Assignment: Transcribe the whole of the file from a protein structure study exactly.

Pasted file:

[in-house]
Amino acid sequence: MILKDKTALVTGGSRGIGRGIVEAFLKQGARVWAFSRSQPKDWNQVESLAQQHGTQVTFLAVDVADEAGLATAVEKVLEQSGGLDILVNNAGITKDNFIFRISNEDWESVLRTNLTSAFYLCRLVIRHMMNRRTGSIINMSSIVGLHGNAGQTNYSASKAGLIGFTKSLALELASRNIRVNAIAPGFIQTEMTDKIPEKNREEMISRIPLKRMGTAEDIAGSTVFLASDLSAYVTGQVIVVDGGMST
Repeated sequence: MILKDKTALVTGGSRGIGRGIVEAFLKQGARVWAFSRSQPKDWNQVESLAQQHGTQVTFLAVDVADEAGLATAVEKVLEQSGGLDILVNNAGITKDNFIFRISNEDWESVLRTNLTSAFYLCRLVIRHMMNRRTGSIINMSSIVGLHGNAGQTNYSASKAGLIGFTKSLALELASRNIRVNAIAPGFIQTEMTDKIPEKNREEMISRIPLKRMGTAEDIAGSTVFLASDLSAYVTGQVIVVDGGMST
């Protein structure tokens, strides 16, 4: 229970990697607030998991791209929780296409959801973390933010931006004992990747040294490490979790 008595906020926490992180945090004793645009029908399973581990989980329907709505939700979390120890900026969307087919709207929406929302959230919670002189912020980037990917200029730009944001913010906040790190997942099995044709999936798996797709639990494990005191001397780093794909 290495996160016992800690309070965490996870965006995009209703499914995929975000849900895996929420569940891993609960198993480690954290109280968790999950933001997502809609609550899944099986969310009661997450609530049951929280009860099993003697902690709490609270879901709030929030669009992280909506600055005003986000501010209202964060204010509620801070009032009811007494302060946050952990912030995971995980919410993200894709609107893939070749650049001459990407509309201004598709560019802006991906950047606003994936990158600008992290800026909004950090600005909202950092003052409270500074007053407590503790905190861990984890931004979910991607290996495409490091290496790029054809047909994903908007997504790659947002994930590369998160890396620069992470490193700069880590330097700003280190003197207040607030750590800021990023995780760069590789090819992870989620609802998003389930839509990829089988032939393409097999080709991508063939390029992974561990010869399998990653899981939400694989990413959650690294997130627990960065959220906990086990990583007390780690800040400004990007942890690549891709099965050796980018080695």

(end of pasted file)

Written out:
[in-house]
Amino acid sequence: MILKDKTALVTGGSRGIGRGIVEAFLKQGARVWAFSRSQPKDWNQVESLAQQHGTQVTFLAVDVADEAGLATAVEKVLEQSGGLDILVNNAGITKDNFIFRISNEDWESVLRTNLTSAFYLCRLVIRHMMNRRTGSIINMSSIVGLHGNAGQTNYSASKAGLIGFTKSLALELASRNIRVNAIAPGFIQTEMTDKIPEKNREEMISRIPLKRMGTAEDIAGSTVFLASDLSAYVTGQVIVVDGGMST
Repeated sequence: MILKDKTALVTGGSRGIGRGIVEAFLKQGARVWAFSRSQPKDWNQVESLAQQHGTQVTFLAVDVADEAGLATAVEKVLEQSGGLDILVNNAGITKDNFIFRISNEDWESVLRTNLTSAFYLCRLVIRHMMNRRTGSIINMSSIVGLHGNAGQTNYSASKAGLIGFTKSLALELASRNIRVNAIAPGFIQTEMTDKIPEKNREEMISRIPLKRMGTAEDIAGSTVFLASDLSAYVTGQVIVVDGGMST
């Protein structure tokens, strides 16, 4: 229970990697607030998991791209929780296409959801973390933010931006004992990747040294490490979790 008595906020926490992180945090004793645009029908399973581990989980329907709505939700979390120890900026969307087919709207929406929302959230919670002189912020980037990917200029730009944001913010906040790190997942099995044709999936798996797709639990494990005191001397780093794909 290495996160016992800690309070965490996870965006995009209703499914995929975000849900895996929420569940891993609960198993480690954290109280968790999950933001997502809609609550899944099986969310009661997450609530049951929280009860099993003697902690709490609270879901709030929030669009992280909506600055005003986000501010209202964060204010509620801070009032009811007494302060946050952990912030995971995980919410993200894709609107893939070749650049001459990407509309201004598709560019802006991906950047606003994936990158600008992290800026909004950090600005909202950092003052409270500074007053407590503790905190861990984890931004979910991607290996495409490091290496790029054809047909994903908007997504790659947002994930590369998160890396620069992470490193700069880590330097700003280190003197207040607030750590800021990023995780760069590789090819992870989620609802998003389930839509990829089988032939393409097999080709991508063939390029992974561990010869399998990653899981939400694989990413959650690294997130627990960065959220906990086990990583007390780690800040400004990007942890690549891709099965050796980018080695």